DNR names Rodmen Smith Enforcement Division director

The Minnesota Department of Natural Resources announced today that Lt. Col. Rodmen Smith, assistant director and 19-year veteran of the department, will be the next director of the agency’s Enforcement Division.

Rodmen Smith, Chief of Enforcement

Rodmen Smith, Chief of Enforcement

“Rodmen brings a wealth of on-the-job knowledge and experience to the position, and understands first-hand the challenges facing natural resources law enforcement,” said DNR Commissioner Tom Landwehr. “I’m looking forward to working with Rodmen to enhance the division’s communications and public outreach and accelerate our efforts to diversify the department and solidify our reputation as a top-shelf natural resources agency.”

As division director Smith, 44, will oversee a $38 million annual budget and a staff of 250 employees, more than 200 of whom are licensed conservation officers. The division is responsible for enforcing the state’s laws related to game and fish; public lands, waters and natural resources; units of the outdoor recreation system and outdoor recreation-related public safety.

Smith began his career with the DNR in 1997 as a conservation officer. He was assigned to patrol areas in central and northern Minnesota, and later became a district supervisor, a regional Enforcement Division director and then the division’s operations manager. In 2011 he was promoted to the division’s assistant director where his job responsibilities included the division’s budgeting, policy formation and legislative liaison.

He earned a bachelor’s degree in criminal justice and speech communication from St. Cloud State University and a master’s degree in public administration from Minnesota State University, Mankato. Smith is a graduate of Northwestern University School of Police Staff and Command, the Harvard Kennedy School of Strategic Management of Regulatory and Enforcement Agencies program and the National Association of Conservation Law Enforcement Leadership Academy.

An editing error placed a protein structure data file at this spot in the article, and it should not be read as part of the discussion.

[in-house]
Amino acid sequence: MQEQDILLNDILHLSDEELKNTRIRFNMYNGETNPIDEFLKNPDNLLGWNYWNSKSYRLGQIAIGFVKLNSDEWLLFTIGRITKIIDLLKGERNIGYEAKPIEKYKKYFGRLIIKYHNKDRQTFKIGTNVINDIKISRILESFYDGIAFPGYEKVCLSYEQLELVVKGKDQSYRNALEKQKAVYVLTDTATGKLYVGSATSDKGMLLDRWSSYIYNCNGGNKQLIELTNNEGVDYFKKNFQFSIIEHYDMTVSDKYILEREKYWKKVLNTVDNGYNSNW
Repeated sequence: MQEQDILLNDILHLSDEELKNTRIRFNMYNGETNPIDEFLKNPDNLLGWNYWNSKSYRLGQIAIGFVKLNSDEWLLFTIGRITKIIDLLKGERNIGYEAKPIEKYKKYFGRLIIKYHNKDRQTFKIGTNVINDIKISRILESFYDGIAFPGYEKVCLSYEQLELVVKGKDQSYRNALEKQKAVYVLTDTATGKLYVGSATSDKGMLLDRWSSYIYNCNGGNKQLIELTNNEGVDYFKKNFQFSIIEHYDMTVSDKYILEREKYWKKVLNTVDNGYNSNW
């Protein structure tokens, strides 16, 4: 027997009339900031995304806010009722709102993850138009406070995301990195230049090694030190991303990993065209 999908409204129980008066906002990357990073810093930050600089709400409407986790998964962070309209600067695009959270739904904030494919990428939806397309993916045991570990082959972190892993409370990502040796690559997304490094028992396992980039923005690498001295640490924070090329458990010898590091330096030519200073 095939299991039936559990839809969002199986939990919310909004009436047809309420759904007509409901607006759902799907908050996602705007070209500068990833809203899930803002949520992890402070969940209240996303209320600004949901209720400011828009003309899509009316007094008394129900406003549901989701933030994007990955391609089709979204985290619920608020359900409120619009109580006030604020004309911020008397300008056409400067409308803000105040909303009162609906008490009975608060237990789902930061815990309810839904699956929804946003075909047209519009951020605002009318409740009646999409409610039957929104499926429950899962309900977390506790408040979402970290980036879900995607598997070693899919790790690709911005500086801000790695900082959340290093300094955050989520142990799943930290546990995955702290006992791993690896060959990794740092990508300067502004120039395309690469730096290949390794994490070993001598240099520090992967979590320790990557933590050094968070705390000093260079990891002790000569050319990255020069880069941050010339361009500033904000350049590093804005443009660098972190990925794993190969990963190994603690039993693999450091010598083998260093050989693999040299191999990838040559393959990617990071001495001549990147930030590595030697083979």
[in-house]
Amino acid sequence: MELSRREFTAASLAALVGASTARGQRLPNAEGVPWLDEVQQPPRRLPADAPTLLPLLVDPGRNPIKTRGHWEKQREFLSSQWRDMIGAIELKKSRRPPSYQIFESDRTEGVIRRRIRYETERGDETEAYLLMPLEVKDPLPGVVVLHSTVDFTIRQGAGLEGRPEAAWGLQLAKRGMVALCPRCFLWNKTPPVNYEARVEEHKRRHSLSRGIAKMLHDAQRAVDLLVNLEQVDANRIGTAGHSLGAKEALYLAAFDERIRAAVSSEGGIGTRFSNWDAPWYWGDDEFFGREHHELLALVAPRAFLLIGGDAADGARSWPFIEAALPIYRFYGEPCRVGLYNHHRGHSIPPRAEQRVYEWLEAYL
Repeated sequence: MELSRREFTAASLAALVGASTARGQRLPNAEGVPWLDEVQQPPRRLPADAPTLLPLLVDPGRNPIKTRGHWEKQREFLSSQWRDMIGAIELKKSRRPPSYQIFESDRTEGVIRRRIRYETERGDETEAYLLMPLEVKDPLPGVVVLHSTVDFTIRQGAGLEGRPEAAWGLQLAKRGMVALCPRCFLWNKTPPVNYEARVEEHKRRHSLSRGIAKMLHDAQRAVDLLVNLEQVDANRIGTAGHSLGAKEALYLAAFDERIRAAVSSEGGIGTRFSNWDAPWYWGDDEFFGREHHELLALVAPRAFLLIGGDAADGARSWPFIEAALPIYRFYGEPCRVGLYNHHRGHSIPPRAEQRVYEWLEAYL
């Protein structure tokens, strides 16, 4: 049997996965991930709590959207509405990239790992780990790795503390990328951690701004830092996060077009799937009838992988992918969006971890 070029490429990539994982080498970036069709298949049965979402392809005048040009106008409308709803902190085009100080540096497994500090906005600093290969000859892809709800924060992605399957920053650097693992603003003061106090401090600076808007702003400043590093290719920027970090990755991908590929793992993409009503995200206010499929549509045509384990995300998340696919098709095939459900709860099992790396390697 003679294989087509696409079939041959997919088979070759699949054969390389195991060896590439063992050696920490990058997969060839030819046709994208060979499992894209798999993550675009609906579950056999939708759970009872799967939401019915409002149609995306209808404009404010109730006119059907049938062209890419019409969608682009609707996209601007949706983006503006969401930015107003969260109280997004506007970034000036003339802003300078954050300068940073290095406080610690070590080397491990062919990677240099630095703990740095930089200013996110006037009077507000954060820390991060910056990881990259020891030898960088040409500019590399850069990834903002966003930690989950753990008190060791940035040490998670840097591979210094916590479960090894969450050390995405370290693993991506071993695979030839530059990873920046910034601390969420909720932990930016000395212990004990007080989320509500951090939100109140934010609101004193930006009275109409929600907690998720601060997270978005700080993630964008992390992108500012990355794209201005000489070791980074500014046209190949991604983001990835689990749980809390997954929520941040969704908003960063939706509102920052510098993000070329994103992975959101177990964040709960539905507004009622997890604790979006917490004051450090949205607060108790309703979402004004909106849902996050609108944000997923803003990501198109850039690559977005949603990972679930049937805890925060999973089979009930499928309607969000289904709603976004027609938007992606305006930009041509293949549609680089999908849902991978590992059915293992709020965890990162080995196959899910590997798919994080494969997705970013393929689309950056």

“I see three immediate priorities for the division,” Smith said. “We need to continue to improve our service to Minnesota citizens. We need to recruit and hire new officers who not only exceed our high standards, but more accurately reflect the diverse community we serve. And we need to continue to provide field staff with the best training and tools to do their job safely, effectively and efficiently.”

Smith assumes the position of Minnesota’s chief conservation officer immediately. He replaces Col. Ken Soring, who retired in December after more than 35 years with the DNR.

Smith and his wife Kimberly have two daughters: Kenley (11), Gracie (7) and a yellow lab named Finn.